Marblehead Planning Board puts ADU proposal in voters’ court

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Marblehead Town Meeting will now decide the fate of a zoning proposal that proponents say could help some seniors age in place, create affordable housing opportunities and add to the local housing stock.

Marblehead Planning Board Chair Robert Schaeffner presides over a recent public meeting about accessory dwelling units. CURRENT / WILLIAM J. DOWD

Planning Board members have been working on the zoning proposal for months, aiming to regulate the construction and use of accessory dwelling units in Marblehead. ADUs are small living quarters that sit on the same property as single-family homes and are often called “in-law apartments.”

Planning Board members have reached agreement on nearly everything contained in the zoning proposal, including the following provisions:

  • restricting single-family homes to a one ADU per property;
  • requiring the owner of the single-family to occupy either the ADU or the primary residence;
  • providing one parking space for each ADU;
  • prohibiting the units from being separated and sold; and
  • banning short-term rentals.

Yet, at the Planning Board’s Jan. 17 public meeting, there was a lack of consensus on whether to incorporate a rent-restriction provision in the Town Meeting proposal.

As it stands, the proposal would cap the monthly rent of ADUs built for affordable housing at no more than 70 percent of the fair market rent in Marblehead, based on the number of bedrooms, as determined by the U.S. Department of Housing and Urban Development, which is currently $1,986 for a one-bedroom and $2,399 for a two-bedroom.

“The only thing that I’ve maintained is if we don’t have restrictions, there is no way we are going to create affordable housing,” said Planning Board member Barton Hyte. “It’s just not going to happen. I’m telling you, it’s impossible.”

Member Andrew Christensen joined Hyte in supporting some rent restrictions, while Edward O. Nilsson, Robert Schaeffner and Rossanna Ferrante took the opposite viewpoint. Nilsson did make a motion to include a provision allowing homeowners to build ADUs by right and for affordable housing. But the motion was not seconded.

Some board members argued that a rent restriction could discourage homeowners from building ADUs because the return on their investment would be delayed.

Ferrante stressed to her fellow board members that the zoning bylaw they will present to the Town Meeting should not be too restrictive.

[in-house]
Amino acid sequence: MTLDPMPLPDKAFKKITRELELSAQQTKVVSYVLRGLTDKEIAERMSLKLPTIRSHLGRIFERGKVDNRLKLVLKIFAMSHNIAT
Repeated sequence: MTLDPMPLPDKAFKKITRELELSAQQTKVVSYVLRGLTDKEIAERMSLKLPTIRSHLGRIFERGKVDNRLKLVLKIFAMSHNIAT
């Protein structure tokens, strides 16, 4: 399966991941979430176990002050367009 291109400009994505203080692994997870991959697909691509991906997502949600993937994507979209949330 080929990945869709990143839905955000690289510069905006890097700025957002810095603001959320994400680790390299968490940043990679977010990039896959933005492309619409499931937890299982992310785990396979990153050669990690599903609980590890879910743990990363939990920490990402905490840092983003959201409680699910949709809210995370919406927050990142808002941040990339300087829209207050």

“My opinion is that it’s getting too restrictive,” Ferrante said. “I’ve [also] said it is not for me to decide; it’s a Town Meeting vote that decides.”

An infographic details the various iterations of accessory dwelling units. COURTESY PHOTO

The Planning Board indeed voted to leave the rent restriction in place and let Town Meeting decide its fate, as Marblehead Town Planner Becky Cutting confirmed that Town Meeting could amend the zoning proposal.

Many communities, like Salem and Swampscott, have framed their ADU policies as a way to mitigate the regional housing crisis.
The 2020 Marblehead Housing Production Plan noted the town’s demographic changes “compel expansion and diversification of its housing stock.” The plan listed ADUs as a way to “create naturally occurring affordable housing.”

The data informing that recommendation included that the number of Marblehead households led by someone 55 or older had increased by 21 percent in seven years, from 6,597 households in 2010 to 7,978 households in 2017, while the number of residents between the ages of 25 to 44 had shrunk by 63 percent.

Kurt James, a Marblehead Fair Housing Committee member and former Marblehead Housing Authority commissioner, has said that producing ADUs as affordable housing may require not just putting a bylaw in place but adding incentives.

James noted that approving ADUs would open the door to collaboration and leveraging resources.

“The Fair Housing Committee and the Affordable Housing Trust could all work together to identify resources to support the rent restriction,” he said. “In the slightly longer term, [we] work with the Planning Board and the assessor’s office to create a home rule petition to create a real estate tax exemption for the value of the new unit as an added incentive and consideration of the affordable housing restriction.”

Jay Michaud and his wife, Susan, live in Florida for the winter and are interested in downsizing from their large home when they are in Marblehead. Michaud said converting a garage on their property would permit them to relocate into smaller living quarters and age in place.

“There are so many of us that want to stay in our town,” he said.

He added that an ADU would permit him and Susan to downsize and not “have to live in a big house with all the expenses that go along with it.”

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